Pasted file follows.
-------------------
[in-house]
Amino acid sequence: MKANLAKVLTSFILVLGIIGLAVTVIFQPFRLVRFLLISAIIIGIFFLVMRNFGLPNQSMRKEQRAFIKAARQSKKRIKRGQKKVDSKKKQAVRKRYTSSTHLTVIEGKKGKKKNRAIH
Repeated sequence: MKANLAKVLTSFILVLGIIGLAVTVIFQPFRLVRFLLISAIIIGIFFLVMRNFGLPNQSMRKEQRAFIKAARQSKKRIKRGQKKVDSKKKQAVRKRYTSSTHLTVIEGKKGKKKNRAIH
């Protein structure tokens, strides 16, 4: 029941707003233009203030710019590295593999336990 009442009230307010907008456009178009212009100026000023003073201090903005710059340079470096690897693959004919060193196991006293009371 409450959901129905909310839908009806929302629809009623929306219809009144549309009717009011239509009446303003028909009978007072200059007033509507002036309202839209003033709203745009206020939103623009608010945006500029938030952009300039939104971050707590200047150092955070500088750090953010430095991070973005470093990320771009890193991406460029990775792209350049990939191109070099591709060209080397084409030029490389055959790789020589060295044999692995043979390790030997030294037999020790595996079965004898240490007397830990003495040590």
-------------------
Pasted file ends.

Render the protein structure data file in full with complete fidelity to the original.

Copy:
[in-house]
Amino acid sequence: MKANLAKVLTSFILVLGIIGLAVTVIFQPFRLVRFLLISAIIIGIFFLVMRNFGLPNQSMRKEQRAFIKAARQSKKRIKRGQKKVDSKKKQAVRKRYTSSTHLTVIEGKKGKKKNRAIH
Repeated sequence: MKANLAKVLTSFILVLGIIGLAVTVIFQPFRLVRFLLISAIIIGIFFLVMRNFGLPNQSMRKEQRAFIKAARQSKKRIKRGQKKVDSKKKQAVRKRYTSSTHLTVIEGKKGKKKNRAIH
């Protein structure tokens, strides 16, 4: 029941707003233009203030710019590295593999336990 009442009230307010907008456009178009212009100026000023003073201090903005710059340079470096690897693959004919060193196991006293009371 409450959901129905909310839908009806929302629809009623929306219809009144549309009717009011239509009446303003028909009978007072200059007033509507002036309202839209003033709203745009206020939103623009608010945006500029938030952009300039939104971050707590200047150092955070500088750090953010430095991070973005470093990320771009890193991406460029990775792209350049990939191109070099591709060209080397084409030029490389055959790789020589060295044999692995043979390790030997030294037999020790595996079965004898240490007397830990003495040590």